Physical Human-Robot Collaboration using Tactile Information

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Sähkötekniikan korkeakoulu |
Electrical Systems
Degree programme
EST - Master’s Programme in Electrical Engineering (TS2005)
The aim of the robotics has been, since its beginning, the search of different approaches for supporting humans in complex tasks. Physical human-robot interaction has recently become an indispensable research topic within robotics. Physical Human-Robot Interaction (pHRI) suppose also an important technological advancement by combining improvements in the hardware design of the manipulators and the design of more robust controllers for ensure the safety during the interaction. Assistance using pHRI has been developed usually with force based controllers that generate a motion from the force measurements. The precise intention of the human is difficult to estimate due to the use of generic sensors that are not able to distinguish between external and internal forces of the system. The present thesis shows the development of a robotic controller that assists in a physical human robot interaction. The work is based in the definition of a dexterous system formed by a robot manipulator and a robotic multifingered hand. The main contribution of this set up comes from the use of the multifingered hand which, by using the tactile information collected, permits to differentiate in a more precise way the humans intention behind them. The robot manipulator used is the KUKA LWR4+, a lightweight edundant robotic system used primary in research and development. Furthermore, the multifingered robotic hand chosen provides tactile sensors along both the fingers and the palm. Nowadays, as robotics is present in many different tasks, the use of a flexible griper like the Barrett hand is essential not only for the tactile information itself but also for allowing the grasping of objects with different morphologies. The structure of the thesis starts with an explanatory section of the hardware used and the way it can be controlled. Afterwards, the chapters focus on the practical work follows, initially with experimental interactions between a human user and the manipulator. Consequently, different assistance approaches are analysed on the KUKA robot. Subsequently, the Barrett hand control is described and the tactile information is processed in order to transmit the humans intention. Finally, the implementation and development of a collaborative system is elaborated.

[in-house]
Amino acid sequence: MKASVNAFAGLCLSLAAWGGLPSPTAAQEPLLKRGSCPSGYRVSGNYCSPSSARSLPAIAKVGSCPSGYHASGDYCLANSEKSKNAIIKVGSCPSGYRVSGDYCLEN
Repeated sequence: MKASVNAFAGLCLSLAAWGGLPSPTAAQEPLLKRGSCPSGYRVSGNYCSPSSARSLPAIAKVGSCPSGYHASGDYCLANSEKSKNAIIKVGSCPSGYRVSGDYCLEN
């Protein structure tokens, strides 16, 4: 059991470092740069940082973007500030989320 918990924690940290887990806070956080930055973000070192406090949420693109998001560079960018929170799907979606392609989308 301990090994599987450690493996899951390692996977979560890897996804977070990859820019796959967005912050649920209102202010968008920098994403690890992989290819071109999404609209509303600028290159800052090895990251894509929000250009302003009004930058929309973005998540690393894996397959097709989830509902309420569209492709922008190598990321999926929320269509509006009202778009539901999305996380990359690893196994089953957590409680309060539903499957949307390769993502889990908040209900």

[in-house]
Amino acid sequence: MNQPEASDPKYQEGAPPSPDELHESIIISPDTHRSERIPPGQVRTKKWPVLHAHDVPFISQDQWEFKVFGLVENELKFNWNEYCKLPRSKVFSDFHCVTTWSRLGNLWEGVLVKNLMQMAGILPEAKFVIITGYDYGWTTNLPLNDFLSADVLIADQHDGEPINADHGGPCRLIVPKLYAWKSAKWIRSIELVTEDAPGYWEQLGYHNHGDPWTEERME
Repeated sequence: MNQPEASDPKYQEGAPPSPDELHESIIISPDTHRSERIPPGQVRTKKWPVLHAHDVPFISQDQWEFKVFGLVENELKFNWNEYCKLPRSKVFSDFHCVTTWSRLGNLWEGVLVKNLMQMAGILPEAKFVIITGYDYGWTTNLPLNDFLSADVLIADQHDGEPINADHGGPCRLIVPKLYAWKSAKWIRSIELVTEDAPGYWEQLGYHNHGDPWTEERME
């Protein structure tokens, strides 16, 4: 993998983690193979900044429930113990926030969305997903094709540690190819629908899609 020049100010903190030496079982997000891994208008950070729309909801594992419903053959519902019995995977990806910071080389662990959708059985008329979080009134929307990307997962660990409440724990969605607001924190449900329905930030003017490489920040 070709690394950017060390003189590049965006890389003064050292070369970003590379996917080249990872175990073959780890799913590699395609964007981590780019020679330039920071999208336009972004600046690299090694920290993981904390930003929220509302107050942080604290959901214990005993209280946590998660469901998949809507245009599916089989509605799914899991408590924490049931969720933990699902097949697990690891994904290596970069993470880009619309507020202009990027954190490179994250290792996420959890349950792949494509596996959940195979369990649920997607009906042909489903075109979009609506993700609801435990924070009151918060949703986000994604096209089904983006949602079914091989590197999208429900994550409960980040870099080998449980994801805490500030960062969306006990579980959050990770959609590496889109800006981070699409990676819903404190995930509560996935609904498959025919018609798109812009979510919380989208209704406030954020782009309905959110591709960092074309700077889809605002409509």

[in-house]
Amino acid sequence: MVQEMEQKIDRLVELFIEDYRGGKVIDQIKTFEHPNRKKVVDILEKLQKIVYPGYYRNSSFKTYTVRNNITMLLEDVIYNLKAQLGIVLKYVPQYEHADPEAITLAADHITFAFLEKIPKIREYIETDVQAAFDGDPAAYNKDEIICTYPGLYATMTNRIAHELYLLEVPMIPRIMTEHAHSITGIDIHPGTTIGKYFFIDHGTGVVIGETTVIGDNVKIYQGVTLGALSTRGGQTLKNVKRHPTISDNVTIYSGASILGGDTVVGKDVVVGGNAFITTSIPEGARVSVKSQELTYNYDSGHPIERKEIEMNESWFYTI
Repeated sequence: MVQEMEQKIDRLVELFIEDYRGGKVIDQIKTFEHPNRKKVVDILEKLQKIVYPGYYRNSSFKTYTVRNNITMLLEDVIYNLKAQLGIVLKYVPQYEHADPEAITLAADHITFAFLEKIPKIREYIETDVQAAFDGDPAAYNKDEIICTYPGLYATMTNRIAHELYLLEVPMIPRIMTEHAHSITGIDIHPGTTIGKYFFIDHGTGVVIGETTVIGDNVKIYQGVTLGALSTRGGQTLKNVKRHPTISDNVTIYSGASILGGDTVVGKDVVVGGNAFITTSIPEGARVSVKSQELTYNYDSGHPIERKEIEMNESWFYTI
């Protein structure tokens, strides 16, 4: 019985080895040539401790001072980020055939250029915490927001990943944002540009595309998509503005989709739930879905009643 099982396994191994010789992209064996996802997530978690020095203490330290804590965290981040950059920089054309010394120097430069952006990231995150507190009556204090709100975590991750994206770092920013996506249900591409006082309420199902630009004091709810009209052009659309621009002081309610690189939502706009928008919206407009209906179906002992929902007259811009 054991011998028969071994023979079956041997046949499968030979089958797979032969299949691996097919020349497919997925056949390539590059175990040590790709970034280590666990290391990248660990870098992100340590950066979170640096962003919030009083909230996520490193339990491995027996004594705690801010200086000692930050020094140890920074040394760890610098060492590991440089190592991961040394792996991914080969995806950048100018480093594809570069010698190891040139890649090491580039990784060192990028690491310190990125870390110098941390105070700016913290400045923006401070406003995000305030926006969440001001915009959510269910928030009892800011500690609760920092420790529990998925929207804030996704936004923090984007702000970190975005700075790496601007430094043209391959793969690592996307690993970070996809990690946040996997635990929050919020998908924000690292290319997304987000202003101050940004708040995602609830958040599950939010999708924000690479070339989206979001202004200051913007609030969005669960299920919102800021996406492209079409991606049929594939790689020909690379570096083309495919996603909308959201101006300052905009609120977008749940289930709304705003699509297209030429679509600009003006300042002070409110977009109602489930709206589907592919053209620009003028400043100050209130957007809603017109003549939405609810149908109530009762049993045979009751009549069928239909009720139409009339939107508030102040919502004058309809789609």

Kyrki, Ville
Thesis advisor
Muthusamy, Rajkumar
assistance, pHRI, KUKA, barrett hand, tactile information, admittance controller
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